Female migrant worker in Dubai sexually abused, Assailant to be deported

by The Region   Getty Images  


An Egyptian manager in Dubai is alleged to have sexually harassed a female worker after pressuring her to stay after-hours. The man is being accused of sexually assaulting and slapping the woman. Before committing the alleged assault, he claims that he asked her to stay behind after work to discuss work-related issues, reports the Khaleej Times.

According to the public prosecutor, the 29-year-old manager pressured the Filipina by moving his body closer towards her in the office, asking her if she liked him, before slapping her on the face. The assault was accompanied by a recorded conversation showing the man claim that she must like him because she searched for his Facebook profile.  The man denied these chains of events and claimed instead that he slapped her in response to a refusal on her part to follow orders after a customer complaint.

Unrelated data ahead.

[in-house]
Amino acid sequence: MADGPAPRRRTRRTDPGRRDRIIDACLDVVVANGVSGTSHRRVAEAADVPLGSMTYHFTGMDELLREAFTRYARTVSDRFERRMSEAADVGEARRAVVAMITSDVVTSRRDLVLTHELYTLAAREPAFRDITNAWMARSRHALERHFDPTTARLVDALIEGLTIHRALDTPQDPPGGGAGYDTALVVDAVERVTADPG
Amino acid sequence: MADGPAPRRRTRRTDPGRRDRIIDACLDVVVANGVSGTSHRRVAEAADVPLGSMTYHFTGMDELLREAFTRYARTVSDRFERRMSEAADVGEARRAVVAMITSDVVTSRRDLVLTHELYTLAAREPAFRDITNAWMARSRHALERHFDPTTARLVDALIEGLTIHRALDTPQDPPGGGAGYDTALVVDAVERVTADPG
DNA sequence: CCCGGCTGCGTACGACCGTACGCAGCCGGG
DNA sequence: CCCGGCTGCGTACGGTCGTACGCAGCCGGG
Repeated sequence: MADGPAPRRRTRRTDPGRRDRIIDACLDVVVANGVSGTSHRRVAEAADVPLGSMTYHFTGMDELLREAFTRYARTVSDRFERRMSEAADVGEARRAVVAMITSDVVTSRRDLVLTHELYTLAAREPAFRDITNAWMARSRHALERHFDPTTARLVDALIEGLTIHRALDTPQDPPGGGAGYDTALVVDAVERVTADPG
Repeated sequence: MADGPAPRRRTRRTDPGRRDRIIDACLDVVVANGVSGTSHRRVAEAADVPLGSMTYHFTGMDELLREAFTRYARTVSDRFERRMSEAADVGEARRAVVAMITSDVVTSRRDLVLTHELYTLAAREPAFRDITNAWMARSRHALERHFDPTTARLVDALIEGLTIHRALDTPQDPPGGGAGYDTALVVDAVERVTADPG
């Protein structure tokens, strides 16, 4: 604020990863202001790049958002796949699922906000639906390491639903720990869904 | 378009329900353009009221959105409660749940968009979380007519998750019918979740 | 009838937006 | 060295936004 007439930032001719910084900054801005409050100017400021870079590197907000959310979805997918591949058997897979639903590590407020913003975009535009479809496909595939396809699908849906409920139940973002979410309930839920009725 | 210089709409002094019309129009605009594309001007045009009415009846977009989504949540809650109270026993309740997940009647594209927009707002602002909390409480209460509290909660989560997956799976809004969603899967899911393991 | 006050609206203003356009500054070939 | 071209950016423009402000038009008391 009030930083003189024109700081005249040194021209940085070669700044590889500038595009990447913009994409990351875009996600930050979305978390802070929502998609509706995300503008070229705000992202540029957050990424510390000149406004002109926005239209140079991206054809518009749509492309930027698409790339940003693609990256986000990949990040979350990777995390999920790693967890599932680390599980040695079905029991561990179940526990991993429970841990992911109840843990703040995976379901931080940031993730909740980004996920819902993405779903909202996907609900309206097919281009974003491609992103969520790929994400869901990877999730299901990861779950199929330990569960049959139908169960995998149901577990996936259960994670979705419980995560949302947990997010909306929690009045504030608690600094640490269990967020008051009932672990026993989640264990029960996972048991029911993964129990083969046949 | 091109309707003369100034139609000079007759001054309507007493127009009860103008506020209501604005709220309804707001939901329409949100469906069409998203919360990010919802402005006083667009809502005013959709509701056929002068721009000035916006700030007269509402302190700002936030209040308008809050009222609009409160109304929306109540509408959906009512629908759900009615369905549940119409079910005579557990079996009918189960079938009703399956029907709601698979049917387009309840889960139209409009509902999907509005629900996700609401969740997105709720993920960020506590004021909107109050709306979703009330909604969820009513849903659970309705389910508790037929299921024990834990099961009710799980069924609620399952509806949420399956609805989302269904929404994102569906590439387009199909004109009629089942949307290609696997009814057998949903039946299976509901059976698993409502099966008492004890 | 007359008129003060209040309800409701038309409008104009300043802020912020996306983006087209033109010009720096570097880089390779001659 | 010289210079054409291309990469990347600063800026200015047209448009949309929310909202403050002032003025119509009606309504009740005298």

"She then raised her voice, telling me that it was none of my business. That irritated me and I slapped her on her face" he said. The claim, however, contradicted the voice recording that the women had in court. 

The court ordered for the man to be imprisoned and subsequently deported after finishing his sentence. But many other survivors of sexual assault, particularly migrant workers from Tanzania, South Asia, and South-east Asia don't receive that kind of justice in Gulf countries.

According to a report released by Human Rights Watch, over 19 Tanzanian domestic workers labouring in the UAE and Oman "described employers and other male members of the household sexually harassing and assaulting them, including groping them while they worked". Another report released by Human Rights Watch in 2014 documented that Filipina, Indonesian, Bangladesh, Sri Lanka, Nepal and Ethiopian women working in the UAE claimed to deal with "psychological, physical, and sexual abuse." It is often the case that for those employers who are caught raping female workers, no jail time is prescribed for them. Notoriously in 2015, one Saudi Arabian wife who recorded her husband assaulting an Indonesian domestic worker found herself facing one year in prison for "defaming" her husband. 

In most Gulf countries there is, as of yet, no legislation protecting female migrant workers from sexual assault.